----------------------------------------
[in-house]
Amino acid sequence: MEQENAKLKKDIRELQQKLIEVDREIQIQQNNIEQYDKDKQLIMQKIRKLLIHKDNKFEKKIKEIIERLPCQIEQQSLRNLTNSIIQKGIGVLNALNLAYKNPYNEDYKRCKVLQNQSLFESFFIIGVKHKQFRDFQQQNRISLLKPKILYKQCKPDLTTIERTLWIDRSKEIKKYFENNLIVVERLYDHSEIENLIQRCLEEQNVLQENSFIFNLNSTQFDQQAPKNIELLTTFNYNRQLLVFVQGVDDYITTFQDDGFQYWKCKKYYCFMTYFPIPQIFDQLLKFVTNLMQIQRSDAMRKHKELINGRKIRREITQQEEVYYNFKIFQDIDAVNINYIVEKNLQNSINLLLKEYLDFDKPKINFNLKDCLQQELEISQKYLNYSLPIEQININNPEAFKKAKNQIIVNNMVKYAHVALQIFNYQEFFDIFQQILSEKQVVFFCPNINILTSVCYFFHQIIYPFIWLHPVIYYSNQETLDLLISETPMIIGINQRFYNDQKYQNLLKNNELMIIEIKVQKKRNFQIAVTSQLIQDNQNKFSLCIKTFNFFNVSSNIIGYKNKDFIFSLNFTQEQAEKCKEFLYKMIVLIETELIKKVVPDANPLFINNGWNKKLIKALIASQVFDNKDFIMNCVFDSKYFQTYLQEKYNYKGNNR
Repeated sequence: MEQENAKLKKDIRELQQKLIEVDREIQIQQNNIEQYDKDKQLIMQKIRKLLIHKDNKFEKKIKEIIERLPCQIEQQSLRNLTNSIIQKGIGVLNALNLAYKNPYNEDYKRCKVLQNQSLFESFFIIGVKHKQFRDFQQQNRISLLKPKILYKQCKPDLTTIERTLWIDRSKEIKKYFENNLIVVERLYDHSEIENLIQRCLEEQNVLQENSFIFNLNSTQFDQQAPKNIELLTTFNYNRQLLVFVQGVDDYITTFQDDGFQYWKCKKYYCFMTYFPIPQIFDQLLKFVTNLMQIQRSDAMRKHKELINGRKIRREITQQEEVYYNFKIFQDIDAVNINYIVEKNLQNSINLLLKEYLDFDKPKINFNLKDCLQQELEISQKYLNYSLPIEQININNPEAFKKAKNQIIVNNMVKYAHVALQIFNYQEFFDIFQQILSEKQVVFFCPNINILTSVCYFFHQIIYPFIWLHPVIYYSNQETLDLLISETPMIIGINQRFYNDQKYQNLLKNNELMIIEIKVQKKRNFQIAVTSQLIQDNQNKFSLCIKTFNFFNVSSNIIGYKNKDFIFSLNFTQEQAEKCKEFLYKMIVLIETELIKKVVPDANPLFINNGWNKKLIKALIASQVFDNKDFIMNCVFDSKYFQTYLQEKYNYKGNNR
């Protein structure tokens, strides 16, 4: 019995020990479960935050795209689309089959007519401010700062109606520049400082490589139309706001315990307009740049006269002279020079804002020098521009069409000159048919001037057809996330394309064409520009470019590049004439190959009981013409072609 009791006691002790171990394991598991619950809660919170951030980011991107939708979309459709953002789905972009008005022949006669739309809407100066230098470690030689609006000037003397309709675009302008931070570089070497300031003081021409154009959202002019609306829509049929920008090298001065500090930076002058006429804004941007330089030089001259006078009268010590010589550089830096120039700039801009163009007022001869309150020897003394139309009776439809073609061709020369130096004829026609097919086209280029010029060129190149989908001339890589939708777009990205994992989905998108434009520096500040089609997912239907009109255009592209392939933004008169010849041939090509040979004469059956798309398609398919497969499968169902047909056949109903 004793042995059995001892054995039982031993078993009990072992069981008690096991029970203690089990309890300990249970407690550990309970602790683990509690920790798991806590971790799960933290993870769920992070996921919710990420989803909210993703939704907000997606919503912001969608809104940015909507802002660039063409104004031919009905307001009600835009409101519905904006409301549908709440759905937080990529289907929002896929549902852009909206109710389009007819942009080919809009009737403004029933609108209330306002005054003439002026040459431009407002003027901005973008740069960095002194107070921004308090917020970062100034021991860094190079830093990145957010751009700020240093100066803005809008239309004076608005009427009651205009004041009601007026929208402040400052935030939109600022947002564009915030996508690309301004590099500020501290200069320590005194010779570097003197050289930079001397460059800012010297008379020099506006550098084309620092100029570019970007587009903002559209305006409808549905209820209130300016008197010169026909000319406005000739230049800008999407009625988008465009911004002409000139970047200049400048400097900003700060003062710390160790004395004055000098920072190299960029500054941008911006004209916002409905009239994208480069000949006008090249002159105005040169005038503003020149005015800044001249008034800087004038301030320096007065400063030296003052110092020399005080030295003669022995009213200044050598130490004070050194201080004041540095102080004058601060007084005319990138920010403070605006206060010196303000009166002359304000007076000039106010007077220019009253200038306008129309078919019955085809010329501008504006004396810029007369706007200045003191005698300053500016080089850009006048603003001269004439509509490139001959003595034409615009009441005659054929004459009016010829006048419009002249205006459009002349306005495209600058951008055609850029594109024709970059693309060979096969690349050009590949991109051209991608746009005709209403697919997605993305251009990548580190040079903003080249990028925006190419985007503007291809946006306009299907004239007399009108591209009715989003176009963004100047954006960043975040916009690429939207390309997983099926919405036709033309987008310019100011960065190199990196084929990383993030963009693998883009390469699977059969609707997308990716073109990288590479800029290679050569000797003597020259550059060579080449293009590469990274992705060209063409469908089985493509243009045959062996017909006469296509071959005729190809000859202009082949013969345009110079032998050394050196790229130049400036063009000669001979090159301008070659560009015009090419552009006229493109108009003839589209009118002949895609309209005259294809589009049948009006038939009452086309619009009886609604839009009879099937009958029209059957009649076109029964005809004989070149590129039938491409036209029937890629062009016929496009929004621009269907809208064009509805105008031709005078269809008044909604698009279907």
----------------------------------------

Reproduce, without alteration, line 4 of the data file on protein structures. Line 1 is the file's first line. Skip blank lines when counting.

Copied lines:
């Protein structure tokens, strides 16, 4: 019995020990479960935050795209689309089959007519401010700062109606520049400082490589139309706001315990307009740049006269002279020079804002020098521009069409000159048919001037057809996330394309064409520009470019590049004439190959009981013409072609 009791006691002790171990394991598991619950809660919170951030980011991107939708979309459709953002789905972009008005022949006669739309809407100066230098470690030689609006000037003397309709675009302008931070570089070497300031003081021409154009959202002019609306829509049929920008090298001065500090930076002058006429804004941007330089030089001259006078009268010590010589550089830096120039700039801009163009007022001869309150020897003394139309009776439809073609061709020369130096004829026609097919086209280029010029060129190149989908001339890589939708777009990205994992989905998108434009520096500040089609997912239907009109255009592209392939933004008169010849041939090509040979004469059956798309398609398919497969499968169902047909056949109903 004793042995059995001892054995039982031993078993009990072992069981008690096991029970203690089990309890300990249970407690550990309970602790683990509690920790798991806590971790799960933290993870769920992070996921919710990420989803909210993703939704907000997606919503912001969608809104940015909507802002660039063409104004031919009905307001009600835009409101519905904006409301549908709440759905937080990529289907929002896929549902852009909206109710389009007819942009080919809009009737403004029933609108209330306002005054003439002026040459431009407002003027901005973008740069960095002194107070921004308090917020970062100034021991860094190079830093990145957010751009700020240093100066803005809008239309004076608005009427009651205009004041009601007026929208402040400052935030939109600022947002564009915030996508690309301004590099500020501290200069320590005194010779570097003197050289930079001397460059800012010297008379020099506006550098084309620092100029570019970007587009903002559209305006409808549905209820209130300016008197010169026909000319406005000739230049800008999407009625988008465009911004002409000139970047200049400048400097900003700060003062710390160790004395004055000098920072190299960029500054941008911006004209916002409905009239994208480069000949006008090249002159105005040169005038503003020149005015800044001249008034800087004038301030320096007065400063030296003052110092020399005080030295003669022995009213200044050598130490004070050194201080004041540095102080004058601060007084005319990138920010403070605006206060010196303000009166002359304000007076000039106010007077220019009253200038306008129309078919019955085809010329501008504006004396810029007369706007200045003191005698300053500016080089850009006048603003001269004439509509490139001959003595034409615009009441005659054929004459009016010829006048419009002249205006459009002349306005495209600058951008055609850029594109024709970059693309060979096969690349050009590949991109051209991608746009005709209403697919997605993305251009990548580190040079903003080249990028925006190419985007503007291809946006306009299907004239007399009108591209009715989003176009963004100047954006960043975040916009690429939207390309997983099926919405036709033309987008310019100011960065190199990196084929990383993030963009693998883009390469699977059969609707997308990716073109990288590479800029290679050569000797003597020259550059060579080449293009590469990274992705060209063409469908089985493509243009045959062996017909006469296509071959005729190809000859202009082949013969345009110079032998050394050196790229130049400036063009000669001979090159301008070659560009015009090419552009006229493109108009003839589209009118002949895609309209005259294809589009049948009006038939009452086309619009009886609604839009009879099937009958029209059957009649076109029964005809004989070149590129039938491409036209029937890629062009016929496009929004621009269907809208064009509805105008031709005078269809008044909604698009279907």